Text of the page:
Great Read on How Dansby Swanson Addressed His Mental Health and How It Impacts Player Performance
We do touch on it more than we used to as sports fans, but it still probably doesn’t come up often enough: mental health unquestionably has a dramatic impact on a player’s ability to perform to the best of his abilities.
The relationship is more or less obvious at this point – the yips being an extreme, but illustrative, example – but it’s rare that we even get a chance to discuss the direct impact. Understandably, it’s still a sensitive thing to talk openly about mental health struggles, especially in a world where players might fear that doing so could wind up used against them on the open market some day (or in the clubhouse, if not everyone in there is sufficiently compassionate).
So I very much appreciate Dansby Swanson’s willingness to discuss his battles with anxiety, how it impacted his performance, and how he worked on it:
By the end of the 2019 season, Swanson was really having trouble managing his anxiety. That’s when he got some outside help, according to the article, realized that he had some unresolved feelings associated with being drafted first overall but then traded almost six months later (it sewed doubt about how good he could actually be or whether he could lead anyone else). Any time he would struggle, it sounds like Swanson would unconsciously go back to that place of doubt.
He pointed the finger at himself, wondering what he did wrong to become the first ever No. 1 pick traded within the first year of his pro career. The stress of being traded to his hometown team only increased the tension. When he scuffled for extended periods in the majors across his first four years, his anxiety about the move and his early struggles crept in. It made solving his slumps a near-impossible task.
“Dansby was playing in that space over and over, and then going home and obsessing about the results because he cared so much,” [mental wellness coach and therapist Armando] Gonzalez said. “Not just about Atlanta being his hometown but just that he for once in his life wasn’t delivering on his standard. And he was terrified of that outcome. So his brain went into survival mode searching for any adjustment he could make, anything he could change to get back to himself.”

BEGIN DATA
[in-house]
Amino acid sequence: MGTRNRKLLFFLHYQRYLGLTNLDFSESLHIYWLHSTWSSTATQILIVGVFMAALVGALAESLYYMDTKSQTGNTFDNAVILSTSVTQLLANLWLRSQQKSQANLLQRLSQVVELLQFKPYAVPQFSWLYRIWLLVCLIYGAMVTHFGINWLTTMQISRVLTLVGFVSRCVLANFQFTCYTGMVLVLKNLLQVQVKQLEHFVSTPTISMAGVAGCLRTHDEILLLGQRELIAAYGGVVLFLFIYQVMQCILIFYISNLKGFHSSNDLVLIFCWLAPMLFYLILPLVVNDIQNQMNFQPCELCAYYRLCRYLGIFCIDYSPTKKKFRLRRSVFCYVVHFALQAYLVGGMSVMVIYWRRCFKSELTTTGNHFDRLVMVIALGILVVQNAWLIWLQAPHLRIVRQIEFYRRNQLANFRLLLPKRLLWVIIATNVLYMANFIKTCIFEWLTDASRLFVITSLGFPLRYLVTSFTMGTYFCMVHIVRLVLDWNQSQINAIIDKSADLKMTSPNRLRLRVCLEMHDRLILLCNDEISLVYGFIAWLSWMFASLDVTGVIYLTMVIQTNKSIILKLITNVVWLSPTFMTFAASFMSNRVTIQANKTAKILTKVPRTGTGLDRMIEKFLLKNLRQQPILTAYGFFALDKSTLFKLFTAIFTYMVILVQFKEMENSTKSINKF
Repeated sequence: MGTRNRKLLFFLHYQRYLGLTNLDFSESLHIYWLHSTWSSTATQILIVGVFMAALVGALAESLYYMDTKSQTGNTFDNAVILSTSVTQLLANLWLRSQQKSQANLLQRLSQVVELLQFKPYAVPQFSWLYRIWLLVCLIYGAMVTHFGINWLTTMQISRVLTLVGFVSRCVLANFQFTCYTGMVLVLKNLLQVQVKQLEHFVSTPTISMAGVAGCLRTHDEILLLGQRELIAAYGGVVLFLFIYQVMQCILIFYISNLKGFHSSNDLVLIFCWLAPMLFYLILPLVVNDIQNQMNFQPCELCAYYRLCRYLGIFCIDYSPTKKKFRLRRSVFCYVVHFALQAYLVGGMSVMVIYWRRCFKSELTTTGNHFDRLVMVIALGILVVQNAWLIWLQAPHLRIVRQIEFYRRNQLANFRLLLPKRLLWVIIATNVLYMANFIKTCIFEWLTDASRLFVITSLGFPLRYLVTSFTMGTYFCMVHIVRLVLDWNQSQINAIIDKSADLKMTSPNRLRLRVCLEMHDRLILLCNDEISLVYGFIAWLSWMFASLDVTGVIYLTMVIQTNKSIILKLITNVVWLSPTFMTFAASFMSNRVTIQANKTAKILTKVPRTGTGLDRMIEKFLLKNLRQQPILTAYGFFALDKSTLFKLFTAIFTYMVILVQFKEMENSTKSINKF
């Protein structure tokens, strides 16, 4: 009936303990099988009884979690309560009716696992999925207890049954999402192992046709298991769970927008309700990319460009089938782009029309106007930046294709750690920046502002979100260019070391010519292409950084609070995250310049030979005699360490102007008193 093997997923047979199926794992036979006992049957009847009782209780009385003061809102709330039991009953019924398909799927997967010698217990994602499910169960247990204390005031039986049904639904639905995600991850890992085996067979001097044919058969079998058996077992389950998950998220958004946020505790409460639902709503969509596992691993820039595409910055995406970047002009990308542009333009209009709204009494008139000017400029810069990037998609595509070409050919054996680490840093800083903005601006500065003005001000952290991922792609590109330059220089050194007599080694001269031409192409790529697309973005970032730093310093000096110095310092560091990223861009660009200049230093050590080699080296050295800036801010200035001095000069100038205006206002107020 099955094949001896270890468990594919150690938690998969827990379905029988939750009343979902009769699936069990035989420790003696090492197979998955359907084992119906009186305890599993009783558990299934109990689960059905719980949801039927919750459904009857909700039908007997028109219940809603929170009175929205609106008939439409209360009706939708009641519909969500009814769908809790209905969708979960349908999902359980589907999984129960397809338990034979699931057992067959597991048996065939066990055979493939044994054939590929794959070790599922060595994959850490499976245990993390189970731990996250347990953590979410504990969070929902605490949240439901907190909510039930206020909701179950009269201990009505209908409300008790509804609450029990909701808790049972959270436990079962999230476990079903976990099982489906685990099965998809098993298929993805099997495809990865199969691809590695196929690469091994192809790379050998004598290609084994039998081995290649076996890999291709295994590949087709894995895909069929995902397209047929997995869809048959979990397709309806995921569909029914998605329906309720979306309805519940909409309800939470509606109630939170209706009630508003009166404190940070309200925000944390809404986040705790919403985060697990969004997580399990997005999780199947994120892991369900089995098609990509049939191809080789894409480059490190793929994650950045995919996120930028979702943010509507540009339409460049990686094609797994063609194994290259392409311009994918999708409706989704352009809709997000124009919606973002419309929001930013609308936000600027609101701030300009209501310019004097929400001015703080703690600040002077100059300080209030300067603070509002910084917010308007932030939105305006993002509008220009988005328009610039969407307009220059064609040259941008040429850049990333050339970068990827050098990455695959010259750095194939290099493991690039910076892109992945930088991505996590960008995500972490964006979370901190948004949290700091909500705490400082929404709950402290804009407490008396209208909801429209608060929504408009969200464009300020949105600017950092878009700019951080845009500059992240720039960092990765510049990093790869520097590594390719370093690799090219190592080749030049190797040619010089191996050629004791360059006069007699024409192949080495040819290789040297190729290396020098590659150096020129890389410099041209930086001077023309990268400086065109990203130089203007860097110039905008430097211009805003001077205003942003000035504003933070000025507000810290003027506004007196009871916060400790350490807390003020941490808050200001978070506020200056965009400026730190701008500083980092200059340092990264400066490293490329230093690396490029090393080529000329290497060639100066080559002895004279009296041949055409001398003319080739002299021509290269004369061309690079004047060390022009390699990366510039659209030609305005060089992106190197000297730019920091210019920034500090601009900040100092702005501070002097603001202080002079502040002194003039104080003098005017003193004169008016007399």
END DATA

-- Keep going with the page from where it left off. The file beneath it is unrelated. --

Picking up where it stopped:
In order to heal that part of himself, Swanson had to relive moments where he struggled. Moments when he felt as though he’d let down his team and the people who believed in him. Gonzalez and Swanson worked on flushing out that trauma and redirecting his thoughts during their first three-day immersion in Nashville. By the end of it, Swanson felt like he’d cleared a hurdle. Gonzalez noticed the difference immediately in the pandemic-shortened 2020 season.
You don’t want to suggest TOO perfect of a line of demarcation, but it’s notable that, in his career prior to 2020, Swanson hit .245/.318/.385/80 wRC+ with 5 total DRS. In the three seasons since getting his anxiety under control, Swanson has hit .265/.324/.451/109 wRC+ with 9 total DRS. Much of that player development, of course, but maybe the ability to better handle the lows that come with this sport have also served him well.
Give the article a read, as there’s a lot in there about Swanson as a leader, too. He came to the Cubs clearly looking to continue growing as a leader, and the timing is perfect.
You would hope that these mental skills would do Dansby Swanson well in his transition to the Cubs, too. We’ve seen it many times before: big-time free agent gets a huge contract with a new team, and immediately puts too much pressure on himself to be incredible out of the gate. When the inevitable slump hits, the unhelpful pressure comes, and it can create a spiral of underperformance.